Andrew McCarthy, the acting director of the Bronte Parsonage Museum in Yorkshire, told The Daily Telegraph: “Heathcliff is a man prone to domestic violence, kidnapping, possibly murder, and digging up his dead lover. He is moody and unkind to animals. Is this really a good role model for a prime minister?”
A quite month to reflect and know that 101 per cent of us are happy with Gordon.
Statistics never lie.
The PM talks with Bono on the way to an Education for All event at the UN, 25 September 2008
The Prime Minister revealed the story to 100 members of campaign group the Peace Alliance earlier this week, leaving the guests “in stitches”.
He explained to the group that the two men were among 50,000 people watching the controversial Winehouse, 25, whose husband Blake Fielder-Civil is in prison, perform at Mandela’s London birthday concert.
But the former South African leader was left confused when the singer substituted the chorus of the song “Free Nelson Mandela” with a statement of her own.
Russell Brand and Jonathan Ross phone calls were ‘unacceptable’, says Gordon Brown. Gordon Brown has waded into the row over Russell Brand and Jonathan Ross’s prank phone calls to actor Andrew Sachs, describing their behaviour as “inappropriate and unacceptable”.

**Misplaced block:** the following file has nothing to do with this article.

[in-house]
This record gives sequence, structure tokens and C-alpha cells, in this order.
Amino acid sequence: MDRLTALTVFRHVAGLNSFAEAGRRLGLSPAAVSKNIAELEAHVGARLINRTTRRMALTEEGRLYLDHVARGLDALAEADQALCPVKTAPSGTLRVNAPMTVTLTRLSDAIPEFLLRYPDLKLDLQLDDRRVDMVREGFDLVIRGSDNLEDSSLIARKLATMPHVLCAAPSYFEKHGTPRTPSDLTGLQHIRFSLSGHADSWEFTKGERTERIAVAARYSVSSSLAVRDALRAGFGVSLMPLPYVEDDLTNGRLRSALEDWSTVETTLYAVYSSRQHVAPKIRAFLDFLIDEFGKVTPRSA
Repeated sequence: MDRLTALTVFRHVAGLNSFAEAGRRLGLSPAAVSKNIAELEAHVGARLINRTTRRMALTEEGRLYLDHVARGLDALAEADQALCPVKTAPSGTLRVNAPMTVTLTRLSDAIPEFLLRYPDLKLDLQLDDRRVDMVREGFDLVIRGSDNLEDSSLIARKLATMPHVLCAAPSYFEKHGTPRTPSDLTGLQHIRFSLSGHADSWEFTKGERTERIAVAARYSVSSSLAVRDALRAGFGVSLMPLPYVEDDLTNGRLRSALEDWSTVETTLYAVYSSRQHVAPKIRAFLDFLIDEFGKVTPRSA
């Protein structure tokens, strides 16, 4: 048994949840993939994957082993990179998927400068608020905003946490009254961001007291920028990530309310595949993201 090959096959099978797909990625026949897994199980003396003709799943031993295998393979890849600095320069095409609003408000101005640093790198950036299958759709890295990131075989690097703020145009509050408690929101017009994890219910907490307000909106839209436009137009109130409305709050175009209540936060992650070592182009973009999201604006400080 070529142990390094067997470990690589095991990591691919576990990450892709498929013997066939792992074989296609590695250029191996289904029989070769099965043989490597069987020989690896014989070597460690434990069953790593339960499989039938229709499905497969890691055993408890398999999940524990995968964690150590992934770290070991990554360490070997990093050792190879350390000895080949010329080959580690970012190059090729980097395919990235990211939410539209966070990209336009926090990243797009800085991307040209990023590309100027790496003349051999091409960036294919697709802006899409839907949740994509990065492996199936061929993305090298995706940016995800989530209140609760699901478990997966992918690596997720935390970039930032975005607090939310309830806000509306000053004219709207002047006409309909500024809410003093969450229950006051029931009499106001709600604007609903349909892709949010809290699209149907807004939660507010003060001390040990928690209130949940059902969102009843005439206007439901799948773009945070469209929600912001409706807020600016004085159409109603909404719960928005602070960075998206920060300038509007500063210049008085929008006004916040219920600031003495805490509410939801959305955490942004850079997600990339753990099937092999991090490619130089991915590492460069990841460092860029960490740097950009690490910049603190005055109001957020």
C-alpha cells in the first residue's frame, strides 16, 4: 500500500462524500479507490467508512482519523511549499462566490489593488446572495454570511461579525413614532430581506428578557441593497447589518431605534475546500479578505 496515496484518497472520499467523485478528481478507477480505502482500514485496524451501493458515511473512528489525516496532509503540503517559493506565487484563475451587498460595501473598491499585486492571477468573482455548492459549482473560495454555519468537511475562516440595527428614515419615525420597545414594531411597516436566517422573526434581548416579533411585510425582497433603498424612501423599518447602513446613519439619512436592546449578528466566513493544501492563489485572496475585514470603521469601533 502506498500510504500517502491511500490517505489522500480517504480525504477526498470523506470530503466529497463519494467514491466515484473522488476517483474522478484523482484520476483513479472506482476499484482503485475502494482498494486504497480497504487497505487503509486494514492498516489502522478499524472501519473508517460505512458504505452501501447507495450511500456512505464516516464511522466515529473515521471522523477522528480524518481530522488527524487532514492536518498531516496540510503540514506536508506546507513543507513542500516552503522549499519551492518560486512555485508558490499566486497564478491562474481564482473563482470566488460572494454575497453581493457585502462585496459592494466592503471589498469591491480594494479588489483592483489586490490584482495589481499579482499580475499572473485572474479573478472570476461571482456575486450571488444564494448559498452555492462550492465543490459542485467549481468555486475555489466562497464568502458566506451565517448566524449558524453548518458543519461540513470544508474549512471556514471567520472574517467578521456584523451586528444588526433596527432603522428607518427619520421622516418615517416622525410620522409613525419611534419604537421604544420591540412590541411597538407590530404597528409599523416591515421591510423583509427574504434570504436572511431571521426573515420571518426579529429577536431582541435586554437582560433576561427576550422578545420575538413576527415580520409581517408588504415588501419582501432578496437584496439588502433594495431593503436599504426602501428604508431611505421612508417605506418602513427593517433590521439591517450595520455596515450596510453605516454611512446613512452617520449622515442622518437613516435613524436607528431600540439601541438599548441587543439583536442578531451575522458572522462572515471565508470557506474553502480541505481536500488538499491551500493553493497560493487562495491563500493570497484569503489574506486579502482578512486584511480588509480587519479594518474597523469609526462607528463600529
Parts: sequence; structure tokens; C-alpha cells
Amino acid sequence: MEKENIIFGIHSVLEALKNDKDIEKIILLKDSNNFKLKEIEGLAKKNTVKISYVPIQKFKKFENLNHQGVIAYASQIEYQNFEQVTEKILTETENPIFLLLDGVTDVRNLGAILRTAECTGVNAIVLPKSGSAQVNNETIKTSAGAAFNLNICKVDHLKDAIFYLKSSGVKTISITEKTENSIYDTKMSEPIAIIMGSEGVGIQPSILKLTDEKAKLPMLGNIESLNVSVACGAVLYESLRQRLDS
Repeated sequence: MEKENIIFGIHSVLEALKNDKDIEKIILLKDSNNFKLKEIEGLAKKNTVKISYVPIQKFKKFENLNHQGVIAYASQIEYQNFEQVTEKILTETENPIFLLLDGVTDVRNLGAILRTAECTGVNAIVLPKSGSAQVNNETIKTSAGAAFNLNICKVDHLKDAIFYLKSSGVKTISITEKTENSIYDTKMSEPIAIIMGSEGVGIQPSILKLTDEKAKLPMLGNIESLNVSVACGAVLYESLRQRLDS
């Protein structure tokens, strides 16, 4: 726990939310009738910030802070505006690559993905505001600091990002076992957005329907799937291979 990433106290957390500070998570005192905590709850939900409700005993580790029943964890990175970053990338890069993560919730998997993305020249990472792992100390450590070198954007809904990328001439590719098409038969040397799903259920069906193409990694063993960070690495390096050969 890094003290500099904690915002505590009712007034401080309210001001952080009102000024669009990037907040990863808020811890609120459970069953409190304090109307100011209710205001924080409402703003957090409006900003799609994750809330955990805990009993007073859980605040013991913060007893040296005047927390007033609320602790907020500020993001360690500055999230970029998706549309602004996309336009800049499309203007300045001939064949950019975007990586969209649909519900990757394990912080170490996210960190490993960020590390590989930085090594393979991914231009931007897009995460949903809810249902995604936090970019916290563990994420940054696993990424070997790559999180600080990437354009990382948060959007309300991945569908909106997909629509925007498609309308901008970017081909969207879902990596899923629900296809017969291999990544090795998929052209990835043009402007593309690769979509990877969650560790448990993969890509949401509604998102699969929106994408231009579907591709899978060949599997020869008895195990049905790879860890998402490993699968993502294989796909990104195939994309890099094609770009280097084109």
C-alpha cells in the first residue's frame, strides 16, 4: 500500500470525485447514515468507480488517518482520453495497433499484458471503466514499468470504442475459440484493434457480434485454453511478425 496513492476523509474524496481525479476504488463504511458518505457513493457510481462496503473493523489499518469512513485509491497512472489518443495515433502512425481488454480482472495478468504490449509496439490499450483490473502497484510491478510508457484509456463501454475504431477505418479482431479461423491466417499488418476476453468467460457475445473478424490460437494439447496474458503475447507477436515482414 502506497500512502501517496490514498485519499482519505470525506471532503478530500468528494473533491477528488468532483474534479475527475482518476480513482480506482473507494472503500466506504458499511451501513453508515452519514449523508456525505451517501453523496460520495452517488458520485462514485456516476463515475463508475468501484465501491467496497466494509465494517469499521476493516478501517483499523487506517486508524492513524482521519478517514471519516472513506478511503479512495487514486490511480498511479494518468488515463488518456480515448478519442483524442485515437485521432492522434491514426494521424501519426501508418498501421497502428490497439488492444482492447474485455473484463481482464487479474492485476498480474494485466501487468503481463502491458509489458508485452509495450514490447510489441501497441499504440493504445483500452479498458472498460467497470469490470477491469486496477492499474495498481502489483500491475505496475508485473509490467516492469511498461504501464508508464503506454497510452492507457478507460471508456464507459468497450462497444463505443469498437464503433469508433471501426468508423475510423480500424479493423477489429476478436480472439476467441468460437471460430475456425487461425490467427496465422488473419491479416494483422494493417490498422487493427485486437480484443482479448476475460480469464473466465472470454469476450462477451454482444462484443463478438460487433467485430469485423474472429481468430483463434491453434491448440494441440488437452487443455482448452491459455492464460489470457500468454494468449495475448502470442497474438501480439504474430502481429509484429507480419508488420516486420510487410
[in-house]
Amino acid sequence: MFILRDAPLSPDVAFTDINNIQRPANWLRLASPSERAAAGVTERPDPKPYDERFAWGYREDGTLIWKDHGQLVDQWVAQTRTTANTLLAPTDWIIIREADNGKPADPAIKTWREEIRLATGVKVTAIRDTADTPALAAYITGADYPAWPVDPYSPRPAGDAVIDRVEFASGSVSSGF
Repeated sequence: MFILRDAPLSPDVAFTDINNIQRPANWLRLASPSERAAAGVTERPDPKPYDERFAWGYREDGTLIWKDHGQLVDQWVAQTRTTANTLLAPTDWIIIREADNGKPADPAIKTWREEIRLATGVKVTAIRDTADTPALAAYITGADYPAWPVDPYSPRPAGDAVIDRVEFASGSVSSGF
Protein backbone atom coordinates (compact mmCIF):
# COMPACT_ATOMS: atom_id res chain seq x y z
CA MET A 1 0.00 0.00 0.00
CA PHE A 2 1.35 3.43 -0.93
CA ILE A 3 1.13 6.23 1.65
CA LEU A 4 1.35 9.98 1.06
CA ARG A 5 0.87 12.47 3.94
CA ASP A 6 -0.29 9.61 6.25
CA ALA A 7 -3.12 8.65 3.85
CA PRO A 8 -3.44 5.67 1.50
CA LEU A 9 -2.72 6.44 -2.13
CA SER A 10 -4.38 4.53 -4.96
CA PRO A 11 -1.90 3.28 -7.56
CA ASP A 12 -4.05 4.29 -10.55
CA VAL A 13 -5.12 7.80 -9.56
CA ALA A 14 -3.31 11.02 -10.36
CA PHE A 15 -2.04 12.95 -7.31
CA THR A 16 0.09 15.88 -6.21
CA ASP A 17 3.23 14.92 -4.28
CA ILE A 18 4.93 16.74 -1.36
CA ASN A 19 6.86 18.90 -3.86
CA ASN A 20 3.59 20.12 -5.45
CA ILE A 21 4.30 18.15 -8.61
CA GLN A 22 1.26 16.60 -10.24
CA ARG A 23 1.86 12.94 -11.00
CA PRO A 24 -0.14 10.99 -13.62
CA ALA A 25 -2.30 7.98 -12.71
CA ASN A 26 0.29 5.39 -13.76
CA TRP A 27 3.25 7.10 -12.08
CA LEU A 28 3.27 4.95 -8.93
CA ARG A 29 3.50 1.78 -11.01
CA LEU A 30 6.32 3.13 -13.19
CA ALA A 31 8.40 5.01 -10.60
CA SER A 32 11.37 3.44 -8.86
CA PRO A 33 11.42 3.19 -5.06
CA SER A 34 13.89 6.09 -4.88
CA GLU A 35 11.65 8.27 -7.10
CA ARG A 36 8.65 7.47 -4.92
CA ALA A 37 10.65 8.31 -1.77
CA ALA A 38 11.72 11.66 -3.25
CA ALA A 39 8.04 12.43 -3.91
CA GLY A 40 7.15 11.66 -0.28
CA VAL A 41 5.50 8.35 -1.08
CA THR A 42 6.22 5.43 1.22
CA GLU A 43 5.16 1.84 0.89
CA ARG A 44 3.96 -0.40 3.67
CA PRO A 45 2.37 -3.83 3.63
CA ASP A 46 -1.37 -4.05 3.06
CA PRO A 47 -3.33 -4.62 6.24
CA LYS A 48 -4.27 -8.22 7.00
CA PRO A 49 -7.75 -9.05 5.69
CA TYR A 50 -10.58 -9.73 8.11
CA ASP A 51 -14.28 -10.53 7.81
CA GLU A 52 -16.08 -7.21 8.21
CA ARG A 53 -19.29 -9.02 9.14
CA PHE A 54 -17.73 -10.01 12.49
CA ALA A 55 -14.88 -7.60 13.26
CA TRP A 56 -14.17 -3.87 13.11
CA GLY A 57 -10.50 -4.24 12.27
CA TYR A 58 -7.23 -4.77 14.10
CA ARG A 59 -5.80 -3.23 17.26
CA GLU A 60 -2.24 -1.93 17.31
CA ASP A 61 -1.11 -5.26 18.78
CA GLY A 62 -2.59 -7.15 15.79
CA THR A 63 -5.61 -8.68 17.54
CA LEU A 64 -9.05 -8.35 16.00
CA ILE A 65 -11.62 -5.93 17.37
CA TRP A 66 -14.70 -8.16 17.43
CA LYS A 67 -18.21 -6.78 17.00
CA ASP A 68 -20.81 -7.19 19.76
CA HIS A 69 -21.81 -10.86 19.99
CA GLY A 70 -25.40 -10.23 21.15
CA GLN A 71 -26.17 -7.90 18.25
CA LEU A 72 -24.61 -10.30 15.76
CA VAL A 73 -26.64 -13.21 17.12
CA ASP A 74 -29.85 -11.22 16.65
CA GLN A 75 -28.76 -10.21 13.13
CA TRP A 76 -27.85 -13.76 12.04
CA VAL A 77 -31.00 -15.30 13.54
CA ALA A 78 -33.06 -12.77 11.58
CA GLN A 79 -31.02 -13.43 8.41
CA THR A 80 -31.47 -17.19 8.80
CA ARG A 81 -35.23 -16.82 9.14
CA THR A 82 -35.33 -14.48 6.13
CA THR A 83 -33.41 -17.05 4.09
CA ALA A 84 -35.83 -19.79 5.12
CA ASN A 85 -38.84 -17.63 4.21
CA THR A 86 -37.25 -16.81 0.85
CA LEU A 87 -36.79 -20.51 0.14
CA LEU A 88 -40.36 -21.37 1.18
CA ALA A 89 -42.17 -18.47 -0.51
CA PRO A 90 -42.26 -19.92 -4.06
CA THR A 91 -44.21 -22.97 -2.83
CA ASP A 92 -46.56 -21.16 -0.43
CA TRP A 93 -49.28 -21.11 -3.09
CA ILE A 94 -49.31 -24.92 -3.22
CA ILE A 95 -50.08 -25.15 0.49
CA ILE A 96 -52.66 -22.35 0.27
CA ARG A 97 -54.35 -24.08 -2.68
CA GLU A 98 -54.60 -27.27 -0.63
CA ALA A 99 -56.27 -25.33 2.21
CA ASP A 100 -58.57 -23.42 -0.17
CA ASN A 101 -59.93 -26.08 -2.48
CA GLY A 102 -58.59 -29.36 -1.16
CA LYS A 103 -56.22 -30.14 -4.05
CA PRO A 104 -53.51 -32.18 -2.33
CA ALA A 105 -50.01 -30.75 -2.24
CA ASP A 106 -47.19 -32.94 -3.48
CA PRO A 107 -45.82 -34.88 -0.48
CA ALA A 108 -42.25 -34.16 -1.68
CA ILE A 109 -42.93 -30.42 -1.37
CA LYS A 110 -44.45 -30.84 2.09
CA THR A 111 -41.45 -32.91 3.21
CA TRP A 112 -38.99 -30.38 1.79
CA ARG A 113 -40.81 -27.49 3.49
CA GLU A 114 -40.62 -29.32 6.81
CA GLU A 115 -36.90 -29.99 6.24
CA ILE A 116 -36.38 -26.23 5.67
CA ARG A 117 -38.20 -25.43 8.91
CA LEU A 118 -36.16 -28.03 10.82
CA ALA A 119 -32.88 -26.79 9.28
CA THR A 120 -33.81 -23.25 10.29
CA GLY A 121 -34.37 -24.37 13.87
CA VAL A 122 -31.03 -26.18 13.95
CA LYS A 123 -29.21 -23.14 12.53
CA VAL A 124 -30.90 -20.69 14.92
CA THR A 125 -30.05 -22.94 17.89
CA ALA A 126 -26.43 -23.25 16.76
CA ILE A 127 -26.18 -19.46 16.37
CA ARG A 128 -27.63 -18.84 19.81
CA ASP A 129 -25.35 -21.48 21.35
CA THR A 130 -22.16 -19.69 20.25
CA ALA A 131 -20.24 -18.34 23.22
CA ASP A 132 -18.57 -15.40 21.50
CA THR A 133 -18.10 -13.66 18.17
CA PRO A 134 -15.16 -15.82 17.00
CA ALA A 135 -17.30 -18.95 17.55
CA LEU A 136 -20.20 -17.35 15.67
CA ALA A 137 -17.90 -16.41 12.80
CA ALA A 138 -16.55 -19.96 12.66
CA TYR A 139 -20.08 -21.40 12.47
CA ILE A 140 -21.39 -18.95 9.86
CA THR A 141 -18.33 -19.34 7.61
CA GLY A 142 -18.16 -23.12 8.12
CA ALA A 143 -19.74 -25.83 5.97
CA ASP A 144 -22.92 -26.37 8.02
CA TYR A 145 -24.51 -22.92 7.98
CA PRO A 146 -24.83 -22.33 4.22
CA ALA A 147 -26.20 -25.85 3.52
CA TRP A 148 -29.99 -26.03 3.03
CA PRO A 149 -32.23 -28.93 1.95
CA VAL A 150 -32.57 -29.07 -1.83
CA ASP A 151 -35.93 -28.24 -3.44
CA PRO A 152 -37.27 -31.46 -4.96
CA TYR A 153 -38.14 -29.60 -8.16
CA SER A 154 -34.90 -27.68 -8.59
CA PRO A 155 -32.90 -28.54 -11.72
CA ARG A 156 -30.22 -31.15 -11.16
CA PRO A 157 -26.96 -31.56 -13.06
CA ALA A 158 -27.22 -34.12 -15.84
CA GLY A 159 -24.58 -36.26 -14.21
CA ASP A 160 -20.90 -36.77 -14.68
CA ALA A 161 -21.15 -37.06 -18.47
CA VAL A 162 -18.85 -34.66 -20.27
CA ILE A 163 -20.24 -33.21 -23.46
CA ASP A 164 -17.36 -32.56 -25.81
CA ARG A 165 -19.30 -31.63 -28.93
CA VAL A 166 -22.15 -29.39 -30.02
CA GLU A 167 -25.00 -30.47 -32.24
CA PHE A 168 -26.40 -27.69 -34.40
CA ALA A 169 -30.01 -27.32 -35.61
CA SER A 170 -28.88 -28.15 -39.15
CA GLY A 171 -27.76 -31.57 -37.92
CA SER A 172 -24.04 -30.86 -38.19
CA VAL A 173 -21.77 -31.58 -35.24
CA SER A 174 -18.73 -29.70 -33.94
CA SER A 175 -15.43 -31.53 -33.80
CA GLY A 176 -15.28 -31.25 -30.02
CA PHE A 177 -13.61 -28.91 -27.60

Olympic champion Rebecca Adlington tells of a private audience at No 10 with Gordon and Sarah Brown.
Brown is tuned into the X Factor, as he was last year.
Yesterday Spanish finalist Ruth Lorenzo revealed that Mr Brown wrote to her praising her for ignoring Cowell’s instructions to sing in her native language. Lorenzo said: “He said, ‘Keep singing in English, girl. You’re doing a great job! Going against Simon’. It was great.”
Daniel Evans also received a motivational note that read: “Can I say that the next time Simon says that you are only supported by the over 60s, you can tell him that my wife Sarah and I disagree. Although you would be better off mentioning Sarah rather than me, as she is much farther away from 60 than I am!”
The Britain’s Got Talent winner, George Sampson, 15, met the Prime Minister as part of his documentary Living The Dream. (That’s Sampson and not Brown’s documentary.)
Over a cuppa at No10 with The Apprentice tycoon Sir Alan Sugar, one of Britain’s top businessmen, the PM says that if times were not so serious he might have been “punished” for decisions he made.
A dance with Strictkly Come Dancing’s Lisa Snowdon.
Celebrity is dead. Long live the anti-celebrity…